For I am convinced that neither death, nor life, nor angels, nor rulers, nor things present, nor things to come, nor powers, nor height, nor depth, nor anything else in all creation will be able to separate us from the love of God in Christ Jesus our Lord.

It was this conviction that helped these martyrs face their death with courage and calmness.  They are words which we too should keep in mind in all the trials and tribulations we may have to face. 

Help me, Lord, to see your loving hand in every person and in every experience of this day.

As a confirmation of Paul’s exhortation we may conclude this reflection with words from the last letter of Andrew Kim Taegŏn to his parishioners as he awaited martyrdom with a group of 20 people:

My dear brothers and sisters, know this: Our Lord Jesus Christ, upon descending into the world took innumerable pains upon and constituted the holy Church through his own suffering and increases it through the suffering  passion of the faithful…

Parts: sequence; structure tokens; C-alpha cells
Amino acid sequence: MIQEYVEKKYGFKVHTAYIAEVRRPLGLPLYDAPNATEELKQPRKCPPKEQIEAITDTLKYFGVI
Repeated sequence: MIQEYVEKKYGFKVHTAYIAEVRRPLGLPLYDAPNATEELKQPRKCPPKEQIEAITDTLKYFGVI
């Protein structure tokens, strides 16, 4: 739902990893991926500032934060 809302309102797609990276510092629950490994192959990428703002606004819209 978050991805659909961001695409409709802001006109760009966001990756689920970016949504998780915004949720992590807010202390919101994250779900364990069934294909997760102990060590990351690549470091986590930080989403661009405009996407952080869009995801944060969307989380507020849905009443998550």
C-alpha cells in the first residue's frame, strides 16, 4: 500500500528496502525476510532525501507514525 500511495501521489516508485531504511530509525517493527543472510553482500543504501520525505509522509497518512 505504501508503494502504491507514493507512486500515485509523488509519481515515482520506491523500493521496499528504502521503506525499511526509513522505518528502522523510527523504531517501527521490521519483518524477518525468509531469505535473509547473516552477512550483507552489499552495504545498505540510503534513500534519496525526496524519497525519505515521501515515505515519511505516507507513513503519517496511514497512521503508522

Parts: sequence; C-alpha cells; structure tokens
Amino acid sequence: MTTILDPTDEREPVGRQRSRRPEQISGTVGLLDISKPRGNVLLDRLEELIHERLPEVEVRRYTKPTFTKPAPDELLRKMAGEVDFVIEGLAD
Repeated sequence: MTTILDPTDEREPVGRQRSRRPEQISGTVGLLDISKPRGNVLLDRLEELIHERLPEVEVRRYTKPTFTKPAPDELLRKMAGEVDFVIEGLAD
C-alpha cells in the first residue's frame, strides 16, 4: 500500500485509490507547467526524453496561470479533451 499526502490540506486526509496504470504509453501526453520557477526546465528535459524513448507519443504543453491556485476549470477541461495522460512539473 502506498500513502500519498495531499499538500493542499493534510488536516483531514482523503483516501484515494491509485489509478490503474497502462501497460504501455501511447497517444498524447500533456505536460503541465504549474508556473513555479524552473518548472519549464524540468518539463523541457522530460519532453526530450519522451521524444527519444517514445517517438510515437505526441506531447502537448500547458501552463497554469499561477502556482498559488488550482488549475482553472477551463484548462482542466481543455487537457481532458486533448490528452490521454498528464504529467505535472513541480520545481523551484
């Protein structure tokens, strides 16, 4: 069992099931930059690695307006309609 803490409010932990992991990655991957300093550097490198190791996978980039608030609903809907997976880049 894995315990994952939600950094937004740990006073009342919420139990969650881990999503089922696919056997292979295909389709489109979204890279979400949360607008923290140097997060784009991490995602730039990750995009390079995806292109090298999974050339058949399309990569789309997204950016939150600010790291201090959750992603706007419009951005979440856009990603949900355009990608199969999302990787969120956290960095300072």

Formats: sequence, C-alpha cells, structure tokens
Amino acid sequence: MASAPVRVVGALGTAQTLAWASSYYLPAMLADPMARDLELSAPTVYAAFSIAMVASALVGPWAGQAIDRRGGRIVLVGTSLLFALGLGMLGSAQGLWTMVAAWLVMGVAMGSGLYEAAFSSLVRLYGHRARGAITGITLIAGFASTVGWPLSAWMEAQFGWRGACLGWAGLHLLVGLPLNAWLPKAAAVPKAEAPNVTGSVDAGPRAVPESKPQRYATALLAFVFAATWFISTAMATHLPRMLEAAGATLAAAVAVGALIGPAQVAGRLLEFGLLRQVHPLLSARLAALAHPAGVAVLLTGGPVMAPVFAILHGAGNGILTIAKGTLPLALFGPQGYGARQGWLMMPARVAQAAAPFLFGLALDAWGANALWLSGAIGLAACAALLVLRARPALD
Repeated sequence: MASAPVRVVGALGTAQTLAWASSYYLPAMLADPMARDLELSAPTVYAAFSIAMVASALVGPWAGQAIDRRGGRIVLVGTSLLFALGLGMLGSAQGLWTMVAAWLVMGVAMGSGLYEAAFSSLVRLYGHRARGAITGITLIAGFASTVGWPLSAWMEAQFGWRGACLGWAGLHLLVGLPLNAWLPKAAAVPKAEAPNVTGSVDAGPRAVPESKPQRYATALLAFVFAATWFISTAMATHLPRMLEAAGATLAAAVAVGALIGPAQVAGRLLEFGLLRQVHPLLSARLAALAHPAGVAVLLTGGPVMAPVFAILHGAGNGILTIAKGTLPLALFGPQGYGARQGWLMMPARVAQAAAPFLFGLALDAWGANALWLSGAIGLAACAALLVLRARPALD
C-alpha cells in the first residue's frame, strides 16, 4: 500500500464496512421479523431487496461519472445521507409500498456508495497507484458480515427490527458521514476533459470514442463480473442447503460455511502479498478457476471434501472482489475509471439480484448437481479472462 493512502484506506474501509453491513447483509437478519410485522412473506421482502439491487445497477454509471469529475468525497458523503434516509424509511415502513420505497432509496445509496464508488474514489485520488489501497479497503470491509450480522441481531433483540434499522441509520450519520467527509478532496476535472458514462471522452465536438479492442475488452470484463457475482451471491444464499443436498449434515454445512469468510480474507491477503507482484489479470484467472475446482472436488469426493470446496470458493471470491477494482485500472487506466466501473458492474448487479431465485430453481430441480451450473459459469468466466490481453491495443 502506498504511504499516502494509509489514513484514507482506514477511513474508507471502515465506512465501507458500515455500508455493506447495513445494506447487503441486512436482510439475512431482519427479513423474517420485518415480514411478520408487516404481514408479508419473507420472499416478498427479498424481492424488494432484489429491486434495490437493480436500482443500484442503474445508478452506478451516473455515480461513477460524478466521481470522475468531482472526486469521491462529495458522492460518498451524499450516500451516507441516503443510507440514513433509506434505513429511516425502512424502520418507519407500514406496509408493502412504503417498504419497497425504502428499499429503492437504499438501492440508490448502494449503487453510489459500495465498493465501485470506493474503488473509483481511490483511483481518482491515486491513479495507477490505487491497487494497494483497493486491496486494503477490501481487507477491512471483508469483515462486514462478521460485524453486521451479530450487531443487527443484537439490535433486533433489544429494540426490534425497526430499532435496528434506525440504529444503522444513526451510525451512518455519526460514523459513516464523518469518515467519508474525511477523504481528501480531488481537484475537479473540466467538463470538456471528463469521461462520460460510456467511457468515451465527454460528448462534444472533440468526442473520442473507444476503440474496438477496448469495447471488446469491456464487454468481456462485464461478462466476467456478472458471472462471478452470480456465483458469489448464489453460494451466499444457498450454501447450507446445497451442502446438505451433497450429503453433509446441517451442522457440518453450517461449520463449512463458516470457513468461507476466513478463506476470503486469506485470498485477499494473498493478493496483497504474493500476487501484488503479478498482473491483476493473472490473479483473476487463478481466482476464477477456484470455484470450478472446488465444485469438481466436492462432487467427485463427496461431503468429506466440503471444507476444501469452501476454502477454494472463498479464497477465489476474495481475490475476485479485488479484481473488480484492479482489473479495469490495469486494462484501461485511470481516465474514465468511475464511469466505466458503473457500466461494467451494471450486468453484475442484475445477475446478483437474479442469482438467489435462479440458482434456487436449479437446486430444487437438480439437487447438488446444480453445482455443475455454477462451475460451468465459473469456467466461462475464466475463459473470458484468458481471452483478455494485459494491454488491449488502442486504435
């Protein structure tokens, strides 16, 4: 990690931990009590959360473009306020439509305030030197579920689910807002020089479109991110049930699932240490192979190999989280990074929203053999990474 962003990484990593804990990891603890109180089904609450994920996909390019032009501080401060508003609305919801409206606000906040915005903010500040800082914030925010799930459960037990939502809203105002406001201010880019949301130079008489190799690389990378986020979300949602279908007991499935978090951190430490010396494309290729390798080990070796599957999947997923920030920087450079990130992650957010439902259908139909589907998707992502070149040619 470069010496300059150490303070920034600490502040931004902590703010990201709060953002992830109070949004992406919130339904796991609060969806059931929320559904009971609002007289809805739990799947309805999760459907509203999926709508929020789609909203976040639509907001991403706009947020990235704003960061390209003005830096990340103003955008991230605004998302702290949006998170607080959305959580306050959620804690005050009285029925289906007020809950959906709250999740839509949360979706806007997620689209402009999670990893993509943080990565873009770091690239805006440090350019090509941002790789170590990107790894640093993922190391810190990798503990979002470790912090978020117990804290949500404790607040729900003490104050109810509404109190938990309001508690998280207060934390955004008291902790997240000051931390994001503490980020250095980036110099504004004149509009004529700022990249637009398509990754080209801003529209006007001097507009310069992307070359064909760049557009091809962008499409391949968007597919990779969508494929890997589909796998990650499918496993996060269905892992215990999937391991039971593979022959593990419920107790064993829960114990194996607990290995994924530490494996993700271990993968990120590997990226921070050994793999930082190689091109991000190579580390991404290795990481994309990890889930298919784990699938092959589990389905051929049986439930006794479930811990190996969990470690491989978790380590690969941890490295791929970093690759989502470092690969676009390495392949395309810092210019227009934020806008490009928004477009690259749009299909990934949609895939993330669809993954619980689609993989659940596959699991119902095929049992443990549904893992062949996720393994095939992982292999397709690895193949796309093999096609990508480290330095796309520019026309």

Now, however, some 50 or 60 years since holy Church entered into our Korea, the faithful suffer persecutions again. Even today persecution rages, so that many of our friends of the same faith, among whom am I myself, have been thrown into prison. just as you also remain in the midst of persecution. Since we have formed one body, how can we not be saddened in our innermost hearts? How can we not experience the pain of separation in our human faculties?

However, as Scripture says, God cares for the least hair of our heads, and indeed he cares with his omniscience; therefore, how can persecution be considered as anything other than the command of God, or his prize, or precisely his punishment?…

We are twenty here, and thanks be to God all are still well. If anyone is killed, I beg you not to forget his family. I have many more things to say, but how can I express them with pen and paper? I make an end to this letter. Since we are now close to the struggle, I pray you to walk in faith, so that when you have finally entered into Heaven, we may greet one another. I leave you my kiss of love.